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Pre Budget Submission 2014

12 September 2013

Threshold Calls on Government to Address Emerging Housing Shortage in Budget 2014

 

Housing charity presents to Oireachtas Committee on Finance

 

Ireland is experiencing a housing shortage that could become a full-blown crisis if left unaddressed in Budget 2014.  That’s according to the national housing charity Threshold, which today (11.09.13) presented its pre-budget submission to the Joint Oireachtas Committee on Finance, Public Expenditure and Reform. 

 

Commenting today, Bob Jordan, Chief Executive of Threshold, said: “Up to 30,000 new houses need to be constructed annually to meet the ongoing demand for new homes.  However, since the recession, housing construction has virtually ceased, with only 8,500 new units built last year. 

 

“Despite high emigration rates, Ireland’s population is increasing.  New families are being formed all the time and young, expanding families are outgrowing their existing homes.  All of these factors have led to an increase in demand for housing, but the supply is simply not there in high-demand urban areas.  As a result, we have families in overcrowded apartments where their children have no room to study or play, and we have grown adults returning to live with their parents because they can’t get a home of their own. 

 

“It takes time for new houses to be built.  So we need to think now of our housing needs in the years to come.  Budget 2014 must deal with the housing shortage that has emerged in large urban areas.  Unless we act now, we will condemn an entire generation to live in unsuitable housing.”

 

In its pre-budget submission, Threshold calls on the Government to introduce a stimulus for housing construction that is directly based on current housing needs.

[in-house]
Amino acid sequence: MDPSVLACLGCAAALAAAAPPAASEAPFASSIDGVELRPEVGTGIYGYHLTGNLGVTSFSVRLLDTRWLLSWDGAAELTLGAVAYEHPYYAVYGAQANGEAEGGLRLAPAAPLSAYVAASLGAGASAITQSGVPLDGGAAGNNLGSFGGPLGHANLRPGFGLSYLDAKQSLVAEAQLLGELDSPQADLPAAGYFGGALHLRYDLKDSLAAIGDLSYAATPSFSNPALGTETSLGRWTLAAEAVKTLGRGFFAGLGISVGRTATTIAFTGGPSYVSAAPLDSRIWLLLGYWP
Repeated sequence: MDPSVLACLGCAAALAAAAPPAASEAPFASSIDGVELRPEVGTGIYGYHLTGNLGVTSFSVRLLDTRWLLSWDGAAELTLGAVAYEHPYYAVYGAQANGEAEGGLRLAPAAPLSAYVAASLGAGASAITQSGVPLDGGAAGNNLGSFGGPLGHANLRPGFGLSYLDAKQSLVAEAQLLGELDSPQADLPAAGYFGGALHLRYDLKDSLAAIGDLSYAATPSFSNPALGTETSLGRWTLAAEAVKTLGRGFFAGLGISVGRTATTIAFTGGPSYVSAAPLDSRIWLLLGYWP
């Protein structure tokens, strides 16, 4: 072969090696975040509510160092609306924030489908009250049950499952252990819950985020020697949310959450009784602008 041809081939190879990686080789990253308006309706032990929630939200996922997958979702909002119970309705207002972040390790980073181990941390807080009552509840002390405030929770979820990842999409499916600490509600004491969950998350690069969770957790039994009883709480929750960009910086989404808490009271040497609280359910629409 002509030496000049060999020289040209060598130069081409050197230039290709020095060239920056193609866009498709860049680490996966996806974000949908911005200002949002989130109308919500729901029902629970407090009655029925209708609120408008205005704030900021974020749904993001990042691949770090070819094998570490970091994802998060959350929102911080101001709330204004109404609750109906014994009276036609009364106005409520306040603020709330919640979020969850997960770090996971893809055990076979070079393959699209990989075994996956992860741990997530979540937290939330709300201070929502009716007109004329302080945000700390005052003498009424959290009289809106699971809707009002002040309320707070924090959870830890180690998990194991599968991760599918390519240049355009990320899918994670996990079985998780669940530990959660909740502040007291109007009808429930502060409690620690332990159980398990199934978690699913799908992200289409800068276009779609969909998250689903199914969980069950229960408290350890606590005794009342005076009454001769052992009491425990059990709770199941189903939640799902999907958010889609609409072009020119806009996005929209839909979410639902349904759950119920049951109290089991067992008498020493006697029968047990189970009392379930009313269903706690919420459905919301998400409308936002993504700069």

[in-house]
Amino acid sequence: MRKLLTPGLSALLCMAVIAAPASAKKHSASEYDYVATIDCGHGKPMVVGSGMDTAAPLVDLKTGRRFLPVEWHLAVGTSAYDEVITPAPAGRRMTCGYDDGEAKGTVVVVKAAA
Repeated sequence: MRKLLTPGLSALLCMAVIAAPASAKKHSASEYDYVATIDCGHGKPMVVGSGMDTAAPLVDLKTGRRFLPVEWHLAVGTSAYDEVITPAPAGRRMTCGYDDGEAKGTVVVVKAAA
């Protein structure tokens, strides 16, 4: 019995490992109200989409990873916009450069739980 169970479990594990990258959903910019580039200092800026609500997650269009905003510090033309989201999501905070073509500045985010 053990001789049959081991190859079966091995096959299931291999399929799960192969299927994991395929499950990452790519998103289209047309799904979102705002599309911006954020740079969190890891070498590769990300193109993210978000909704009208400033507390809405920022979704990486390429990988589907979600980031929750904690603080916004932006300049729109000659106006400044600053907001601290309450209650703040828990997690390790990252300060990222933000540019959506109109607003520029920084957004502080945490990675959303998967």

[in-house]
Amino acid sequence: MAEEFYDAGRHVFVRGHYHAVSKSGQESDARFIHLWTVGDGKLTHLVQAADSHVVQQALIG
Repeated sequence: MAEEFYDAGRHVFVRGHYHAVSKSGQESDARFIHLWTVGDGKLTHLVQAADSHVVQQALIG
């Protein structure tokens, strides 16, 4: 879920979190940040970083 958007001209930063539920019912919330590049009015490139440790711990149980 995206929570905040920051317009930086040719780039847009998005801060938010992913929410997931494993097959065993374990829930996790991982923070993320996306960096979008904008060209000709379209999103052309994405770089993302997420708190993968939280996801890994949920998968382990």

“One of the terrible legacies of the property crash is that we have empty houses in the wrong locations,” said Bob Jordan.  “The property crash resulted in an oversupply of housing, but much of that housing is in areas where there was no demand in the first place, where there is little employment and where few families want to live.  In large urban areas, the demand for housing is rising – and house prices are rising as a result.”

 

Senator Aideen Hayden, Chairperson of Threshold, said: ““The recovery of the housing market is essential to lifting Ireland out of recession.  Budget 2014 provides an important opportunity to promote a sustainable housing recovery.  The measures outlined in Threshold’s pre-budget submission would generate construction employment and economic growth, while simultaneously addressing the social needs of the thousands of families who seek Threshold’s help with their housing problems each year. 

 

“Ireland’s economy crashed because of the collapse of the property bubble.  Now, just as economic recovery seems like a realistic prospect, we must act to ensure a further property-related crisis is averted.  Unless the emerging housing shortage in urban Ireland – particularly Dublin – is addressed, we will see the poorest households squeezed out of their homes by those who can afford to pay more.” 

 

Housing Shortage: the Figures

  • The construction sector accounted for almost 24% of GNP in 2007; it now accounts for just over 5%.
  • There has been a 90% drop in housing construction output, from 93,000 housing units in 2006 to just 8,500 in 2012.
  • An estimated additional 20,000 to 30,000 properties are needed on an annual basis to meet current levels of demand.